Phaving no young children, here is something to hold the sleeve during the Easter holidays. If the little ones are misbehaving, use this as a naughty cinematic stage – a threat to them. One more step out of line… and I’ll take you straight to the cinema to watch this. Honestly, this Russian children’s animation is truly a punishment: fantastically boring, charmless, poorly written and dubbed in English so flatly that I think a GPS would bring more energy to the characters.

It’s the second film in the Big Trip franchise, although it would be truly cruel and inhumane to seat anyone – let alone a child – in front of more than one. In the first episode, the lumpen-looking bear Mic-Mic delivered a baby panda to his parents after the stork mis-sent him. Surprisingly, it’s the same again this time with the misdelivery of another cute little package: a baby grizzly.

There’s a desperate plot contortion to explain exactly how the baby grizzly ends up with Mic-Mic. The little guy is supposed to be delivered to America, to a political bear running for president of the forest, because the forest law states that only parents can be elected to high office. This is complete nonsense and will make no sense to the target audience under six (which confirms the suspicion that children’s films are sometimes written by people who have never had a real conversation with a child ).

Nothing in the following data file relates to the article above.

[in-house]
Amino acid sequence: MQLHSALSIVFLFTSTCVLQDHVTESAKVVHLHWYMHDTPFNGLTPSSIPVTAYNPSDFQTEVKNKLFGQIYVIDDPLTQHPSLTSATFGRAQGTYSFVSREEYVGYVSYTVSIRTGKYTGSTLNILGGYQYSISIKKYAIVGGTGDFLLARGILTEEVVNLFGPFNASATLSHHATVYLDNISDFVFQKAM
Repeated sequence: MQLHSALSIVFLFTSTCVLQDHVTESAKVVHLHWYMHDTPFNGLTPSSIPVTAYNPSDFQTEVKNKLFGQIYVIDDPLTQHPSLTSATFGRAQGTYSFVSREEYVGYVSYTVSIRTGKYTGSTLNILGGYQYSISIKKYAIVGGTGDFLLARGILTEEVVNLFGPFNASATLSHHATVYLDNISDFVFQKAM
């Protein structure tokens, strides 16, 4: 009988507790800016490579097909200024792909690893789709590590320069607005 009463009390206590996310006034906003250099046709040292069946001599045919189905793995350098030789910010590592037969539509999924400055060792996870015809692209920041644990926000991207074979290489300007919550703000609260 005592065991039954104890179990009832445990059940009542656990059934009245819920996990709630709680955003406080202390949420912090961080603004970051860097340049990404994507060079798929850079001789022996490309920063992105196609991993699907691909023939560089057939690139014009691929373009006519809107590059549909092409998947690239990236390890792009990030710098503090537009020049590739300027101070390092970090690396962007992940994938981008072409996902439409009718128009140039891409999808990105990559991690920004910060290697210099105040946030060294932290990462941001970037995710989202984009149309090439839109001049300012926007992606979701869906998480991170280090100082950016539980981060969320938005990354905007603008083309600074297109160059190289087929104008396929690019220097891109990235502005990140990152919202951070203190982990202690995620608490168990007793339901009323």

It is the incumbent president, a vulture, who is behind the kidnapping of the (frankly unadorable) baby grizzly. After a series of blunders, he reunites with Mic-Mic, who leaves with his buddies to fix the mail mishap. Said vulture declares twice with a mischievous mwah-ha-ha that “he who laughs last will laugh the best”. Or to put it another way: whoever is watching this is not laughing at all.

Le Grand Voyage de Petit Ours will be released in theaters on April 7.